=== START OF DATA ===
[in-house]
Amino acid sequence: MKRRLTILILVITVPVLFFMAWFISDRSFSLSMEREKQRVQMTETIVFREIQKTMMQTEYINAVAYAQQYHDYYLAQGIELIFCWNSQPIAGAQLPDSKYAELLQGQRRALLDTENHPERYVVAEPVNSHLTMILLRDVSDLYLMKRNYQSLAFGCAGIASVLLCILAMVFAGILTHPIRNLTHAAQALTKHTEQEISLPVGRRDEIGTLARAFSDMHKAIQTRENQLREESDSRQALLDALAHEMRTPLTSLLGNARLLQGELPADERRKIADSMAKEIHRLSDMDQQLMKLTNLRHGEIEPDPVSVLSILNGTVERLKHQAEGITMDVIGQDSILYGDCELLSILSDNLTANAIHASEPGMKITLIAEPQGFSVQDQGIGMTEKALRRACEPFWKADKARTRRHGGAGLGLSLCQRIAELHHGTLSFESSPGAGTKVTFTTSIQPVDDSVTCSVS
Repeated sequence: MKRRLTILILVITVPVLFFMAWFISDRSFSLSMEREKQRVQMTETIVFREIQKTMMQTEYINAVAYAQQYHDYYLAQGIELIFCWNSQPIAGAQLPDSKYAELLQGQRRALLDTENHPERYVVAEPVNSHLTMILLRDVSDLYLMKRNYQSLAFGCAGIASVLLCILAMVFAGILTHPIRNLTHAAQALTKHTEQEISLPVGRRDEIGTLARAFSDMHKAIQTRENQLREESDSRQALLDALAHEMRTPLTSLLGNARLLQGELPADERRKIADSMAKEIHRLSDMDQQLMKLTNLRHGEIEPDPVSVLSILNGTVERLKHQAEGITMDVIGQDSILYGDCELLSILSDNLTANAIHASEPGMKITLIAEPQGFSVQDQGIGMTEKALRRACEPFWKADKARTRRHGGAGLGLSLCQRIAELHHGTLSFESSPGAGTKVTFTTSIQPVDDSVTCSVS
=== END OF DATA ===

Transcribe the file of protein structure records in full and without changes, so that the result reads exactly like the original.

[in-house]
Amino acid sequence: MKRRLTILILVITVPVLFFMAWFISDRSFSLSMEREKQRVQMTETIVFREIQKTMMQTEYINAVAYAQQYHDYYLAQGIELIFCWNSQPIAGAQLPDSKYAELLQGQRRALLDTENHPERYVVAEPVNSHLTMILLRDVSDLYLMKRNYQSLAFGCAGIASVLLCILAMVFAGILTHPIRNLTHAAQALTKHTEQEISLPVGRRDEIGTLARAFSDMHKAIQTRENQLREESDSRQALLDALAHEMRTPLTSLLGNARLLQGELPADERRKIADSMAKEIHRLSDMDQQLMKLTNLRHGEIEPDPVSVLSILNGTVERLKHQAEGITMDVIGQDSILYGDCELLSILSDNLTANAIHASEPGMKITLIAEPQGFSVQDQGIGMTEKALRRACEPFWKADKARTRRHGGAGLGLSLCQRIAELHHGTLSFESSPGAGTKVTFTTSIQPVDDSVTCSVS
Repeated sequence: MKRRLTILILVITVPVLFFMAWFISDRSFSLSMEREKQRVQMTETIVFREIQKTMMQTEYINAVAYAQQYHDYYLAQGIELIFCWNSQPIAGAQLPDSKYAELLQGQRRALLDTENHPERYVVAEPVNSHLTMILLRDVSDLYLMKRNYQSLAFGCAGIASVLLCILAMVFAGILTHPIRNLTHAAQALTKHTEQEISLPVGRRDEIGTLARAFSDMHKAIQTRENQLREESDSRQALLDALAHEMRTPLTSLLGNARLLQGELPADERRKIADSMAKEIHRLSDMDQQLMKLTNLRHGEIEPDPVSVLSILNGTVERLKHQAEGITMDVIGQDSILYGDCELLSILSDNLTANAIHASEPGMKITLIAEPQGFSVQDQGIGMTEKALRRACEPFWKADKARTRRHGGAGLGLSLCQRIAELHHGTLSFESSPGAGTKVTFTTSIQPVDDSVTCSVS